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Canine Behavior/Dog running to front and back doors.

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Question
Our 3year old Airedale has suddenly been going to the front and back door and trying to open them repeatedly. We wondered if the house was too warm? He has Also been sniffing around his bed and tossing out bedding,any ideas?This is not usual behaviour. Thank your

Answer
Well, I haven't been to the UK in many years and I don't know where in the UK you live.  BUT....unwanted "visitors" (animals) are common here in the US (in those States where there is real winter).  The Airedale is an exceptionally intelligent dog highly capable of independent thought, planning, and strategizing in such a manner as to manipulate its Human.  This is a dog that, if its physiology allowed, would be able to learn language.

Since your dog is "suddenly" behaving in a way you have not seen before, I suggest you do two things:

1.  Hire a pest control specialist to inspect your home and property for signs of intrusion by "unwanted critters".  DO NOT ALLOW any killing agents to be put down in your home or property; they can kill your dog, too.  There are other ways to deal with these intrusions.  His "sniffing around his bed and tossing out bedding" may be the result of some unwanted "visitor" looking for warm "stuff" or it could be a sign of some disorder in your dog.  So,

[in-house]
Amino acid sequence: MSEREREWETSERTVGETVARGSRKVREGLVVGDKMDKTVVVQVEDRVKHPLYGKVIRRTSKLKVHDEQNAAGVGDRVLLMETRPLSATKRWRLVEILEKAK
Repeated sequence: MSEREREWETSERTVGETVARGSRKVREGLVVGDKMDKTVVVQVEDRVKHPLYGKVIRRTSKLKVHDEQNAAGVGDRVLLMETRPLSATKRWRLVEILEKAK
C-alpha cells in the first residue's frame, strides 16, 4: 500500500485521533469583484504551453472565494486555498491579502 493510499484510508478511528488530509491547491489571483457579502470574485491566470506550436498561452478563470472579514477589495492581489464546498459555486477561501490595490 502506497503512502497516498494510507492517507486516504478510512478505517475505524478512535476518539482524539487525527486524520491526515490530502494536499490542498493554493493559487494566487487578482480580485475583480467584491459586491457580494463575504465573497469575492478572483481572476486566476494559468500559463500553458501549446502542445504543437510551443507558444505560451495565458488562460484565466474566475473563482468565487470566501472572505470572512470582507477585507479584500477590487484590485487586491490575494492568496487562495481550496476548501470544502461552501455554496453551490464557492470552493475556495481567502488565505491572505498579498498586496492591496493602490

2.  Go to the veterinarian.  If you are able, find a Veterinary Behaviorist.  Perhaps someone who has licensed credentials in the UK in Animal Behavior can help you find one:

http://asab.nottingham.ac.uk/accred/reg.php

It's unlikely such a young dog has developed cognitive dysfunction but a veterinary intervention is always indicated when any dog develops sudden, aberrant behavior.

3.  DO NOT REWARD the dog by following him to front/back doors, giving him additional attention while he does this, or in any way interacting with him if he trashes his bed.  ANY interaction, even negative, is REWARD.  Instead: redirect his attention.

Buy a fluffy toy with a loud squeak (intended for dogs).  YOU carry it around with you in his presence for a day or two, hugging it, putting it in a "safe" place in "plain sight" that he cannot reach.  THEN:  when he is relaxed (lying down or hanging out), walk up to him.  Put your forefinger to his nose and then immediately bring it to your face and SQUEAK the toy.  He will stand, he will give you "attention".  Now: back up a few feet, touch your nose, when he approaches squeak the toy; back up again, touch your nose, when he approaches GIVE HIM the toy.  Let him have it for a minute, no more; then, clap your hands to distract him, pick up the toy.  If he hangs onto it, turn your head, ignore him, do not let him have it and do not move.  The moment he lets go of it, say "LEAVE IT" and put it away (in plain sight where he cannot reach).  Repeat this exercise twice a day, randomly, and then once he is responding at the SIGHT of the toy in your hands (coming to you without a cue), YOU HAVE a conditioned response that you can use to REDIRECT his unwanted behavior.  If he is frantically running from door to door, his cognition is not engaged.  You must stand between the door paths with the stuffy in your hand and, when he SEES it, squeak it.  He will come to you.  Give it to him for a minute, then "LEAVE IT" and put it away in plain sight.